abraded with sandpaper to give the surface sufficient tooth prior to priming. The artist must be concerned with the nature of the surface to be painted. If the surface is already painted, then consider what kind of paint it is and its physical condition (the artist should realize that any surface that still has the previous coating on it will not be as permanent as one that has been completely stripped and freshly coated). If the paint is a water-based polymer, chances are good that the GOLDEN paints will adhere sufficiently. If it is a high gloss oil paint (or of unknown materials), then it must be abraded (or removed) for good adhesion. If the existing paint film is deteriorating, then it is best to have it removed (sandblasted, power-washed, scraped, etc.). It is critical to wash any painted surface, even a newly painted surface, with soap and water prior to application of acrylic products. A major coatings manufacturer states that as much as 80% of all coatings failure can be directly related to insufficient surface preparation.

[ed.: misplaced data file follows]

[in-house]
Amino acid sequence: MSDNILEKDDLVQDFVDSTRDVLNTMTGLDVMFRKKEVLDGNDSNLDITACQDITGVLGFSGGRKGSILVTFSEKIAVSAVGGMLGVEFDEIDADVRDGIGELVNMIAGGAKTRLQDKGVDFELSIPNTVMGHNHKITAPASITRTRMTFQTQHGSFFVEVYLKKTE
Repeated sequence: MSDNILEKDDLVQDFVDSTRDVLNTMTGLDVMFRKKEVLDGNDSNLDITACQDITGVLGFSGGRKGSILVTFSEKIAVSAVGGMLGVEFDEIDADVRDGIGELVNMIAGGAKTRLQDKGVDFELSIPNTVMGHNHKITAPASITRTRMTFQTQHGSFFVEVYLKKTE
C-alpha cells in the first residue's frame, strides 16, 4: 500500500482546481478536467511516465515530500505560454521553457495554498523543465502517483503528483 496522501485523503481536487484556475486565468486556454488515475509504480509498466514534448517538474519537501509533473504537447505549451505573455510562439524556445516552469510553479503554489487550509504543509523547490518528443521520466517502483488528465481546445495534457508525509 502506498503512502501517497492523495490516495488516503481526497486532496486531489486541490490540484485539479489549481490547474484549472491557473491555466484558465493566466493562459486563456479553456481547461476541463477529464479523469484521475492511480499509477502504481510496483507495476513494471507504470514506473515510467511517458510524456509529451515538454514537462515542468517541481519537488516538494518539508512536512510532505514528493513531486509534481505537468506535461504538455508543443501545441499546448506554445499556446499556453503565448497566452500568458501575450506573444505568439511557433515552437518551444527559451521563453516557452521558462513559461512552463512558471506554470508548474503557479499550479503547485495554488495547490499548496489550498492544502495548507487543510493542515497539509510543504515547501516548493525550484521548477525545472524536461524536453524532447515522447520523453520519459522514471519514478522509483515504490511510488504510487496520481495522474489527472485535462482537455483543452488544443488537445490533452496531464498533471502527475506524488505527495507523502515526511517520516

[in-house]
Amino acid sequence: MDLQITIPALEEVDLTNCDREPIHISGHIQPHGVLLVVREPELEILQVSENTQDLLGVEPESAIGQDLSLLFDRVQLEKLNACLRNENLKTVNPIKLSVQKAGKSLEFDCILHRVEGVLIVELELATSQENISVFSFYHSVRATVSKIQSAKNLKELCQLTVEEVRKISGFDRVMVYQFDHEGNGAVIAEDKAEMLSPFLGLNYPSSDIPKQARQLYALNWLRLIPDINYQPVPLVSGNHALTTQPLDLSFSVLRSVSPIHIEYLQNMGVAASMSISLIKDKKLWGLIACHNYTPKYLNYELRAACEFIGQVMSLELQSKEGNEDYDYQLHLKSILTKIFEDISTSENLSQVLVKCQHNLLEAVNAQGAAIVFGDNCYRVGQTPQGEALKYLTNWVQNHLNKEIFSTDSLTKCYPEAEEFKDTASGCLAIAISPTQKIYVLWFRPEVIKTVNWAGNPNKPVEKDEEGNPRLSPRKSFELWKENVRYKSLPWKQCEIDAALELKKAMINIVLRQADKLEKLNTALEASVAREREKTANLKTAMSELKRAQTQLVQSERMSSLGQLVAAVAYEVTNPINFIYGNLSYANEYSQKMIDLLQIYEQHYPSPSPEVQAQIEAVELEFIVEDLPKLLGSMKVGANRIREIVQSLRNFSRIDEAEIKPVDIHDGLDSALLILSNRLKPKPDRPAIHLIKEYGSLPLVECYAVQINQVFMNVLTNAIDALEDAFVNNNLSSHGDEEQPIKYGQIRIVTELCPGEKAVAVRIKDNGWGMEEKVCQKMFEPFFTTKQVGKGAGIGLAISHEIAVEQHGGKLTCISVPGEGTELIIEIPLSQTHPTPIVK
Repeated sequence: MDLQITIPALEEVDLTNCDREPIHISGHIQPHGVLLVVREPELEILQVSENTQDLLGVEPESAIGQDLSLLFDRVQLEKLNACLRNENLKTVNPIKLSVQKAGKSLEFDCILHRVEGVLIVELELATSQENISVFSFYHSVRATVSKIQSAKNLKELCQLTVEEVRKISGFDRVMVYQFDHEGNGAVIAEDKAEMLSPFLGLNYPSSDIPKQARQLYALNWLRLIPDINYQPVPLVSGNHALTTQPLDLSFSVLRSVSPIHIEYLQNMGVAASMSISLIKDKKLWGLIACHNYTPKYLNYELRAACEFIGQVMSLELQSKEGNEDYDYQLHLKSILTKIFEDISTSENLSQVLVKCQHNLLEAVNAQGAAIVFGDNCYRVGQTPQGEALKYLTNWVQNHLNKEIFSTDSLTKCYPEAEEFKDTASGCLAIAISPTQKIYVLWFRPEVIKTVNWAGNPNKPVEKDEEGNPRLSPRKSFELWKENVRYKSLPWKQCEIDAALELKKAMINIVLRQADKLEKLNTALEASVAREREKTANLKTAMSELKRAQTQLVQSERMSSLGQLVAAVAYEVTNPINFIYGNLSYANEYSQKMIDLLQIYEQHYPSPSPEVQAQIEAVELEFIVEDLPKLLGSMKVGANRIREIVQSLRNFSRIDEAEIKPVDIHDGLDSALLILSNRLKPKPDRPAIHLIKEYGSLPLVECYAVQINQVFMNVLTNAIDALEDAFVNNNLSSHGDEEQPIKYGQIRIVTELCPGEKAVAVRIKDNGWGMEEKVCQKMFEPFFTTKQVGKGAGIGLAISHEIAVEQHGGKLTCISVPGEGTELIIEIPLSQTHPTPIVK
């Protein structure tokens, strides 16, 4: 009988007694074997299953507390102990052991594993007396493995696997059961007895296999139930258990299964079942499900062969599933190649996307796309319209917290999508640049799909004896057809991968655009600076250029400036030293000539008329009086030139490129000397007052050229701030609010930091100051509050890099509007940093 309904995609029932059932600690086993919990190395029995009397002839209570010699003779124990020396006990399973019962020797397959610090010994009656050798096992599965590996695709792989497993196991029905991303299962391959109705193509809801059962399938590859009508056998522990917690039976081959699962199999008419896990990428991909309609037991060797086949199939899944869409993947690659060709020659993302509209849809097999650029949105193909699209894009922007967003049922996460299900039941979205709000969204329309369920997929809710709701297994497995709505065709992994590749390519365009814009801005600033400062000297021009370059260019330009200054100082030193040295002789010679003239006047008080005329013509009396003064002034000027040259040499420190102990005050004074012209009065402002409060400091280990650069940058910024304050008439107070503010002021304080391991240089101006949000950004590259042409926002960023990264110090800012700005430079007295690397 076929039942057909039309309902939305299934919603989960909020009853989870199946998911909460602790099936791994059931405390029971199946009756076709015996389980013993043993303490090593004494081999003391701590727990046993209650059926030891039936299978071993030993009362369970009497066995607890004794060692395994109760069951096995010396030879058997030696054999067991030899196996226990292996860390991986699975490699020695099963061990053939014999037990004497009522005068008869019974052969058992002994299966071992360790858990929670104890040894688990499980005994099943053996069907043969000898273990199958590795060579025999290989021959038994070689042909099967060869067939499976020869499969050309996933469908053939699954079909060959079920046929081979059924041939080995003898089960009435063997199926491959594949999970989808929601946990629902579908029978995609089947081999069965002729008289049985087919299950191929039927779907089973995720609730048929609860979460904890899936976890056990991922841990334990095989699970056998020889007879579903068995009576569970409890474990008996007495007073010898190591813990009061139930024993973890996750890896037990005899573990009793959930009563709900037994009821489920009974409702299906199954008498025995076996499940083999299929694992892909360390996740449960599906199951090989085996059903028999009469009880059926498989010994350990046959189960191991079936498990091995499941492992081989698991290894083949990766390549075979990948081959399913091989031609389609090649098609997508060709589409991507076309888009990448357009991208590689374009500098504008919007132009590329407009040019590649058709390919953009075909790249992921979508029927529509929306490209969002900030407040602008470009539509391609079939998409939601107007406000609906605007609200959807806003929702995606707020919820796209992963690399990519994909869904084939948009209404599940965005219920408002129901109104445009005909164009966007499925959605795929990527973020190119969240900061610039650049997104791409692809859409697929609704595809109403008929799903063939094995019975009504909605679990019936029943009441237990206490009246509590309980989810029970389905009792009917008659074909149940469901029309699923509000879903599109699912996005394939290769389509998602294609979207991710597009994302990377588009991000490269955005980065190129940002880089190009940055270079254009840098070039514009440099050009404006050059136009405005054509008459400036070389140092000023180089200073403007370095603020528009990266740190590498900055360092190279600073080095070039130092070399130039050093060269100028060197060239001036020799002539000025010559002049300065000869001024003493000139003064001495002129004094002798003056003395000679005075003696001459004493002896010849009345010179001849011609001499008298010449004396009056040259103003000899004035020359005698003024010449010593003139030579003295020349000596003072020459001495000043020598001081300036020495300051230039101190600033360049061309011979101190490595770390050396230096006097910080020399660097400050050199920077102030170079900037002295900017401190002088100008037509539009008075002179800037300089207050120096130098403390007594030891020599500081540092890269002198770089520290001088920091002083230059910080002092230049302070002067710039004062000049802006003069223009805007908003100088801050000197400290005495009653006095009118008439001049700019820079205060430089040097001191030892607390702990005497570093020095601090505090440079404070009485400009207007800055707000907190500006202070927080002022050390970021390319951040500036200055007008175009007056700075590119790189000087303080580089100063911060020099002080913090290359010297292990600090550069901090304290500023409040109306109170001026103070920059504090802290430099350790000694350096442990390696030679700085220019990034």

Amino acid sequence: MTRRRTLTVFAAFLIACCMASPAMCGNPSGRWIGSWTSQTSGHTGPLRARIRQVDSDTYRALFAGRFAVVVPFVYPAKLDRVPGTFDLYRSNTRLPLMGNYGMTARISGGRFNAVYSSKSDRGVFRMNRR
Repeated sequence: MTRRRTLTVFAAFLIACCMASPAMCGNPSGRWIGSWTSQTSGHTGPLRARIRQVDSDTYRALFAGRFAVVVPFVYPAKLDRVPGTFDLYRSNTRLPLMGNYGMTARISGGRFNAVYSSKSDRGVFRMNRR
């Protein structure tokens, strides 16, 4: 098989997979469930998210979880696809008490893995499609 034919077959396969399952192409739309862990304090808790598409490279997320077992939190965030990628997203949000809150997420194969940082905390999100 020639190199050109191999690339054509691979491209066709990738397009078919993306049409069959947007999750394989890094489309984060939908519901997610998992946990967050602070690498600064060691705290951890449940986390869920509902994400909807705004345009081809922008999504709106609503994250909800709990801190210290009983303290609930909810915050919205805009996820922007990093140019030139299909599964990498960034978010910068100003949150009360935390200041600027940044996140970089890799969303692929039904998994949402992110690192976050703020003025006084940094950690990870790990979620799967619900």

Outdoor unpainted wood – clean, dry unpainted wood should be primed as soon as possible, with temperatures ideally between 18 and 24C, not lower than 10C, but not if it is rainy or foggy. Knots should be sanded and spot-primed; cracks or splits should be caulked with acrylic caulk, then spot-primed. Follow with wood primer or gesso.
Painted wood – remove loose, peeling paint; sand rough patches smooth. Commercial cleaners or detergent solutions can be used to clean away deposits of dirt, grease, oil, etc. Power washing is another option. Remove mould and mildew with bleach or appropriate commercial cleaner. Take precautions: wear rubber gloves, protect eyes, avoid getting on skin. Never mix bleach with any substance with ammonia content! Glossy surfaces may be abraded with sandpaper, household abrasive cleaner or liquid de-glosser; clean well with soapy water. Always rinse thoroughly and allow surface to dry completely before continuing.